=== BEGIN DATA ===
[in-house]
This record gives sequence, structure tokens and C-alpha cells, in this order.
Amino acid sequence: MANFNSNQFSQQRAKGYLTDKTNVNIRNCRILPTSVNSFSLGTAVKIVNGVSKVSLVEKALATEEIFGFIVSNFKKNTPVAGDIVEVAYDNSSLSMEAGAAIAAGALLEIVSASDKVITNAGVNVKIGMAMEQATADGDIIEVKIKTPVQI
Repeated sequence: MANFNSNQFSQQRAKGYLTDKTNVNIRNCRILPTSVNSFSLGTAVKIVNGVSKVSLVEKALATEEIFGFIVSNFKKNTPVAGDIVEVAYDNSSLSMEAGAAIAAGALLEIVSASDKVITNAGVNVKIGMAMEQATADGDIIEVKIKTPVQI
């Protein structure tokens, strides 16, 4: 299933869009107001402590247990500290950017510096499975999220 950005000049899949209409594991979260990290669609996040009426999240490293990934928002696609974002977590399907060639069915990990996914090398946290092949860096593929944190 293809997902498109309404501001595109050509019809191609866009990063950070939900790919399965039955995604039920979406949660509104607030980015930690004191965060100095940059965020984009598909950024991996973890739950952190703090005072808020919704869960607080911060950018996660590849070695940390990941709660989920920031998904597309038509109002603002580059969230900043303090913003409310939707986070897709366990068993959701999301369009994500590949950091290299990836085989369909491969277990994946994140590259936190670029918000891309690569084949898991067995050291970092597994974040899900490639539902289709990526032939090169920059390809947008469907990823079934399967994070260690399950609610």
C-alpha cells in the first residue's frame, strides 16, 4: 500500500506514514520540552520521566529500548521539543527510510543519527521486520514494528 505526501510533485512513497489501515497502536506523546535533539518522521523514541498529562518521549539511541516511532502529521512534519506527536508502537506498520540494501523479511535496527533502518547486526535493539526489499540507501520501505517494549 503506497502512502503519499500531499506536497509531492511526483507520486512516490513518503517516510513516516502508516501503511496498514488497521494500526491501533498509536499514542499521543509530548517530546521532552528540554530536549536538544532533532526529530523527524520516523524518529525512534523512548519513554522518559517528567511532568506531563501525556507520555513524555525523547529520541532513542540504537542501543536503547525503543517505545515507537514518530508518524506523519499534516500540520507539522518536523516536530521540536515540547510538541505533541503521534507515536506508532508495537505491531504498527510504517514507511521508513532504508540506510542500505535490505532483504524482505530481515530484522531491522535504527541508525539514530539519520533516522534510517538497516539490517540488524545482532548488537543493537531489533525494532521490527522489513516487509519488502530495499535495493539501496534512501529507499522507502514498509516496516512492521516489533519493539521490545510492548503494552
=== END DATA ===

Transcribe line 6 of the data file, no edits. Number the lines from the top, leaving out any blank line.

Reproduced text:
C-alpha cells in the first residue's frame, strides 16, 4: 500500500506514514520540552520521566529500548521539543527510510543519527521486520514494528 505526501510533485512513497489501515497502536506523546535533539518522521523514541498529562518521549539511541516511532502529521512534519506527536508502537506498520540494501523479511535496527533502518547486526535493539526489499540507501520501505517494549 503506497502512502503519499500531499506536497509531492511526483507520486512516490513518503517516510513516516502508516501503511496498514488497521494500526491501533498509536499514542499521543509530548517530546521532552528540554530536549536538544532533532526529530523527524520516523524518529525512534523512548519513554522518559517528567511532568506531563501525556507520555513524555525523547529520541532513542540504537542501543536503547525503543517505545515507537514518530508518524506523519499534516500540520507539522518536523516536530521540536515540547510538541505533541503521534507515536506508532508495537505491531504498527510504517514507511521508513532504508540506510542500505535490505532483504524482505530481515530484522531491522535504527541508525539514530539519520533516522534510517538497516539490517540488524545482532548488537543493537531489533525494532521490527522489513516487509519488502530495499535495493539501496534512501529507499522507502514498509516496516512492521516489533519493539521490545510492548503494552